Jealousy is an unpleasant emotion, but believe it or not: it really has its upside. What does your jealousy mean? Ask yourself these three questions and you’ll find out.
Jealousy at a friend who gets the job you wanted. It’s a simple example of someone who has something you would really want to have, too. Even if you think you’re not jealous at all, it may suddenly hit you. They have something you don’t, and it doesn’t seem fair. You don’t want to, but admit it: you’re jealous.
It’s a physical emotion, that’s what makes it difficult to be jealous. It can truly feel like a stab, it can make you nauseous. The most plausible solution is to turn away from the person you’re jealous of.
But that’s a shame. Especially if it’s someone you love, or who’s important to you. Jealousy can turn into envy, making you point your arrows at the one who has what you don’t have – arrows that can poison a relationship, and in the end will hit you, and fill you with resentment and other emotional unpleasantness.
You don’t want to go there. But what do you want to do? The difficulty is that you’d probably prefer to deny all of it. You don’t want to be jealous. All you want is to be filled with the emotion Buddhists named murdita, the feeling you have when you enjoy other people’s joy and prosperity – straight from your noble heart.
But you can’t force that. Denying jealousy doesn’t work, it only makes things worse. In fact, the solution is: don’t deny it, but dig into it and find out what causes your jealousy, and then use that to increase your own joy and prosperity.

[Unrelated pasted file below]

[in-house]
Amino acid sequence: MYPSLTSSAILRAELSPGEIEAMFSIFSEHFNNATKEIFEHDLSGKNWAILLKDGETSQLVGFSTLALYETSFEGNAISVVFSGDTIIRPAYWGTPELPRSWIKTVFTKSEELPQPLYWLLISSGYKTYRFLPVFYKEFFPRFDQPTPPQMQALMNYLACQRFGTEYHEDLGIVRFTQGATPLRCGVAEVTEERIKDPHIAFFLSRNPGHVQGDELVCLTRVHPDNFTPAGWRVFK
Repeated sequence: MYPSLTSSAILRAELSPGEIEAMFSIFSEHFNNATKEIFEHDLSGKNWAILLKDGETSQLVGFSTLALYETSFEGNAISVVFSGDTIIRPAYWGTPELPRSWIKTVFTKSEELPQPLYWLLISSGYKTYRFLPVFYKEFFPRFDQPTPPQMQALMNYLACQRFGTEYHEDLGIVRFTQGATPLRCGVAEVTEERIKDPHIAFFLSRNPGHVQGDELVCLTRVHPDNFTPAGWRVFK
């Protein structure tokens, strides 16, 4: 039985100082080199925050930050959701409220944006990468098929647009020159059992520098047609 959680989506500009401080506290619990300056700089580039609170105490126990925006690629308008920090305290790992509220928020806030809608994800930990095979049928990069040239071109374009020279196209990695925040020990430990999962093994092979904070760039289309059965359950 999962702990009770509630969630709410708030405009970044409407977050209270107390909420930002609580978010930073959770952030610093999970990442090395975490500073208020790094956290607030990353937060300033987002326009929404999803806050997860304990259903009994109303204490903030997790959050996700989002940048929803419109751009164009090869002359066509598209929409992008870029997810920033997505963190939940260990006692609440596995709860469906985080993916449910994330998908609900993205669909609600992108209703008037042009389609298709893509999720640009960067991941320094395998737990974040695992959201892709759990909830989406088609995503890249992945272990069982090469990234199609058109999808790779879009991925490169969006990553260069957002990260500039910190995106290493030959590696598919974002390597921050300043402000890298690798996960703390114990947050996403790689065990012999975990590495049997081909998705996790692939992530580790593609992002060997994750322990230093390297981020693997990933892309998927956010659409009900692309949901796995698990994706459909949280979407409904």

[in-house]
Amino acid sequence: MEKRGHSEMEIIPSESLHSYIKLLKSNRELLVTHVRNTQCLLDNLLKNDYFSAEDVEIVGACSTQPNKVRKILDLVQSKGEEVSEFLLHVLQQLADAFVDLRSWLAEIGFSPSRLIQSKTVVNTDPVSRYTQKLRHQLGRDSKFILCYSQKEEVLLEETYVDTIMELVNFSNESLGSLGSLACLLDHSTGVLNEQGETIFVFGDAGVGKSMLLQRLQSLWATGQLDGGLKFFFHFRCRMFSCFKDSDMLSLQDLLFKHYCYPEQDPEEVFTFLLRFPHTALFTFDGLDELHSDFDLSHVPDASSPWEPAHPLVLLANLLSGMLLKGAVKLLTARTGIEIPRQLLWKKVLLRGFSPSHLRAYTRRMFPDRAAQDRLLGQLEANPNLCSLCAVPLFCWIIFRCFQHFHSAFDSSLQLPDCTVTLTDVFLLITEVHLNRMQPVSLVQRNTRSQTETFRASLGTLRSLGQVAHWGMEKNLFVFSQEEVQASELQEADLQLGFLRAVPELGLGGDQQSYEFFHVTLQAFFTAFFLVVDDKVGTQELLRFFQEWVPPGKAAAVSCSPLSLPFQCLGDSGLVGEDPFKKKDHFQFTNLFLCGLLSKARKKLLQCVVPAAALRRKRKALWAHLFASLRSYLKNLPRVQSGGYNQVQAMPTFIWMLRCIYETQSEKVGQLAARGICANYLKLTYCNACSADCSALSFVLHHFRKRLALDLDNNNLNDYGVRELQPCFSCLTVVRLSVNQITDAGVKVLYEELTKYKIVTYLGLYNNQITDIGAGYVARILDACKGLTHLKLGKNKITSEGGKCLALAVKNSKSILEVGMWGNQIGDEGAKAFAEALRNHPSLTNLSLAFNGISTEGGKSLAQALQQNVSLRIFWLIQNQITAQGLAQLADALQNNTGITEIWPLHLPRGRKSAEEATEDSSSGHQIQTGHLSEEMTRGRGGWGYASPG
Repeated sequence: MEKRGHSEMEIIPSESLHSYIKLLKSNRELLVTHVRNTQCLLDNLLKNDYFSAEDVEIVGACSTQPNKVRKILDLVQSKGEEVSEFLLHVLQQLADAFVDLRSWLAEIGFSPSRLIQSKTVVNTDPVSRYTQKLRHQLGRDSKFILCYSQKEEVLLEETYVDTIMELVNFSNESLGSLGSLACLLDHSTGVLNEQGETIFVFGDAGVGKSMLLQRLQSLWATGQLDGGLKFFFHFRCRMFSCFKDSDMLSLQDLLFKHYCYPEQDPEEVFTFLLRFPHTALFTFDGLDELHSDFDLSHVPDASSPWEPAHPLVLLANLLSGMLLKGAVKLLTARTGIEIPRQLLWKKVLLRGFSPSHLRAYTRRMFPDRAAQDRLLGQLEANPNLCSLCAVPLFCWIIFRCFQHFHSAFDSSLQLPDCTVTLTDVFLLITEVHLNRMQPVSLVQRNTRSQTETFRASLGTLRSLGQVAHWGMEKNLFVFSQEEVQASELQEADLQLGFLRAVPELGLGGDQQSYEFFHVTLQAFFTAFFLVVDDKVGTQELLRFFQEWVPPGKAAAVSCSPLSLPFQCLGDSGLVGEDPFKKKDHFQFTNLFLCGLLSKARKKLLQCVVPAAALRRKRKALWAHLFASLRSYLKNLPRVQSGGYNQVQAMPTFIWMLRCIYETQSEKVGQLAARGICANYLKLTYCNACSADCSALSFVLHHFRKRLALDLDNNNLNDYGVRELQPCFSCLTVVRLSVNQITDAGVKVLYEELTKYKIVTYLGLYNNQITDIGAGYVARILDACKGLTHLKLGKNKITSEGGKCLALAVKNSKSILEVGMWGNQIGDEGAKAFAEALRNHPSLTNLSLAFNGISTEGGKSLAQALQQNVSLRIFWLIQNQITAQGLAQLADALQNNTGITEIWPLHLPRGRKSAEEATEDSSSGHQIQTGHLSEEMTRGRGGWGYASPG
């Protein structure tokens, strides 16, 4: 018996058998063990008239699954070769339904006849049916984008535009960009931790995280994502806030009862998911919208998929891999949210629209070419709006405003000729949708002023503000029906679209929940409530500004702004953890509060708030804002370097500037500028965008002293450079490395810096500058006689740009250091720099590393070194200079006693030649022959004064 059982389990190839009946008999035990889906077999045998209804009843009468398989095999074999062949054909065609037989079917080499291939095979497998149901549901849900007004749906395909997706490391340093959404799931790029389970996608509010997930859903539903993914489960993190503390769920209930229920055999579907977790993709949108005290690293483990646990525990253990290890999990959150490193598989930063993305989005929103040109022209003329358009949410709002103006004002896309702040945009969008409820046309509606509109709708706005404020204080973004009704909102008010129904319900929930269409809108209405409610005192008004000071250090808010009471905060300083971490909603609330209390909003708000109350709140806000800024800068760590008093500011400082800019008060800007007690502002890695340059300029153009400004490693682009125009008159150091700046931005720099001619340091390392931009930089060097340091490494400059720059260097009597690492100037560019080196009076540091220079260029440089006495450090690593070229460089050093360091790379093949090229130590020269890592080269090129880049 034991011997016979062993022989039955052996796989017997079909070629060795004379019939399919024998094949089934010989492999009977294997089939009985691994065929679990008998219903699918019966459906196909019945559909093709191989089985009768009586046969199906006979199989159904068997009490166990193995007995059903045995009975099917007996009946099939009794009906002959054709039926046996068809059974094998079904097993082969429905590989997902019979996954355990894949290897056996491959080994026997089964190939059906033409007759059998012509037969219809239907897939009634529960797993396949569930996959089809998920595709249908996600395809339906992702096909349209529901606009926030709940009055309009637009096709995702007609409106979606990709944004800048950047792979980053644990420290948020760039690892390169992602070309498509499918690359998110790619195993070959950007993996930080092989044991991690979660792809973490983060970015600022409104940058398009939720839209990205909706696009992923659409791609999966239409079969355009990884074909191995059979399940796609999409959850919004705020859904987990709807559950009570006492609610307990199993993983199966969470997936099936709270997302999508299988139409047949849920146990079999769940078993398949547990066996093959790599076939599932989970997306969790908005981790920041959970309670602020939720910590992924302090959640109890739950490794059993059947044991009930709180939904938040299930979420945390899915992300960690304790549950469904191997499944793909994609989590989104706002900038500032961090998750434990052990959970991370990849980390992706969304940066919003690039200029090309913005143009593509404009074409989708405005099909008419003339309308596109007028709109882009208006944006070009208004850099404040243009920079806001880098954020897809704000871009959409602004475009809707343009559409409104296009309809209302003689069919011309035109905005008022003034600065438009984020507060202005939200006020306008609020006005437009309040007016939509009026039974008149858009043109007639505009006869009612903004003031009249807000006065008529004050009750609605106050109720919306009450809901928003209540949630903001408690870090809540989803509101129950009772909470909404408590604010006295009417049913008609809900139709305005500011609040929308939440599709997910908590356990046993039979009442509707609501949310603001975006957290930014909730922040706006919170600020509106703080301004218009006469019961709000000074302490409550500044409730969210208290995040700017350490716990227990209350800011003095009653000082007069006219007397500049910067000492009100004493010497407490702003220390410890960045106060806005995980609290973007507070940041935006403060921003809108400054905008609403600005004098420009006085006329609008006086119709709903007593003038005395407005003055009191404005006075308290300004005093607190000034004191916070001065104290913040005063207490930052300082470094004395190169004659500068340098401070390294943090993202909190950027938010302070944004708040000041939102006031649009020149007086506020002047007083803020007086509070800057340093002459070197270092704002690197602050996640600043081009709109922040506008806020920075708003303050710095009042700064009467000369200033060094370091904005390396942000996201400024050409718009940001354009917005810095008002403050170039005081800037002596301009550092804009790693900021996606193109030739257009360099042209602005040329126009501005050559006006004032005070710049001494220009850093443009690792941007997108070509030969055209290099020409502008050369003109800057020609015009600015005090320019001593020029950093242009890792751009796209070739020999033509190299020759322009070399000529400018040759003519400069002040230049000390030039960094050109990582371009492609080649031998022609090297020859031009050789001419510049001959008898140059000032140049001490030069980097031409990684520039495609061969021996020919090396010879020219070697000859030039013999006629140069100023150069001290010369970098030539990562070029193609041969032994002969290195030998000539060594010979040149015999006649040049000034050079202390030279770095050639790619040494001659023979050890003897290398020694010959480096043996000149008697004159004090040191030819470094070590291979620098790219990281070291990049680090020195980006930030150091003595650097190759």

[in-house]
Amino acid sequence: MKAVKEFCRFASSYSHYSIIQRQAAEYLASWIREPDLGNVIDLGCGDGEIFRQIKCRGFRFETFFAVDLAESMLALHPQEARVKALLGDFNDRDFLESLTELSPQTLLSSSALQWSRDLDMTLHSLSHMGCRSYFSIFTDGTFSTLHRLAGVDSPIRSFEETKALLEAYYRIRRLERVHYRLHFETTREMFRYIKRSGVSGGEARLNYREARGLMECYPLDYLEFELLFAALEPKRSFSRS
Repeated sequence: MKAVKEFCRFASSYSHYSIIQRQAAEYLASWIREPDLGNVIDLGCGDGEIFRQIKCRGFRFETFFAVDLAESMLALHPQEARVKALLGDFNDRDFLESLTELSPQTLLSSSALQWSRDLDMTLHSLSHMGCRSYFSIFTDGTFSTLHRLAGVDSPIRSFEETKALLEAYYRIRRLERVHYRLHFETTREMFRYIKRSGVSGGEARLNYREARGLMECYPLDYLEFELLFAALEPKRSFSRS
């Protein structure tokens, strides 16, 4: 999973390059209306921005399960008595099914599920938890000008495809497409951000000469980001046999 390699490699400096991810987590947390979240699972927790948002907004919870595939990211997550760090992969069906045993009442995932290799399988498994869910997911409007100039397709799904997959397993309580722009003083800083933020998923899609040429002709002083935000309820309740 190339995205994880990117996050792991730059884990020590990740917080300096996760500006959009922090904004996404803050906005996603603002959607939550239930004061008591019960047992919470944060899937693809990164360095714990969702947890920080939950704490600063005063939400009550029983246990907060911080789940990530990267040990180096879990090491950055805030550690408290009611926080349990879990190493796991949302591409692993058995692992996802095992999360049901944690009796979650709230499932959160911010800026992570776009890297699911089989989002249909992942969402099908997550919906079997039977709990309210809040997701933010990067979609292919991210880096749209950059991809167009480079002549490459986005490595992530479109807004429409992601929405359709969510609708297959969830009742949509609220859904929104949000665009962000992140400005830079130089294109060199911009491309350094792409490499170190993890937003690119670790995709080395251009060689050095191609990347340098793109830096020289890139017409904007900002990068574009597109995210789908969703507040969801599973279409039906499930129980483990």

What does jealousy mean? Ask these questions, and you’ll find the answer.
If you are jealous, you have a desire for something. You want something you don’t have right now. So the first question is: what are you jealous of?
If you’re jealous of a colleague who just found a new job, what is it in the job that causes your jealousy? Is it the job itself (and what’s so special about it)? Or is it the simple fact that she has the guts to take new steps, to chase her dreams? Think about it, and try to describe it as precisely as possible.
This is a valuable insight: jealousy is usually about something that’s within your reach. Something you might have had, too. (Think about it: if you’re not athletic at all, you’re not jealous of an athlete.)
You might think of jealousy as a signal of inequality and an impulse to change it, make it equal. Jealousy, to put it bluntly, kicks your ass. It urges you to take action and go after your goal – a goal that, apparently, is within your reach. So ask yourself: how could you reach the goal you want to reach? Which steps do you need to take?
The person who might help you, might very well be the very person you’re jealous of. Just admit that you’re jealous (it makes it so much easier!) and ask this person: what did they do to reach the point where they are? Could she share some tips and tricks? Then, look around you. Are there others who might help you – a coach, friends? In short: ask for help, and get into action.
The latter, getting into action, is the start of a solution. You might even think of it as the very meaning of jealousy – when you get into action, and try to get closer to your goal, jealousy disappears. It might be too much to be content with your jealousy from now on, because it will never be a pleasant. But, if you want to, you can turn it into something positive and use it to reach your goals. That’s a whole different story!
Text: Anne Wesseling – Photo: Antonio Francisco
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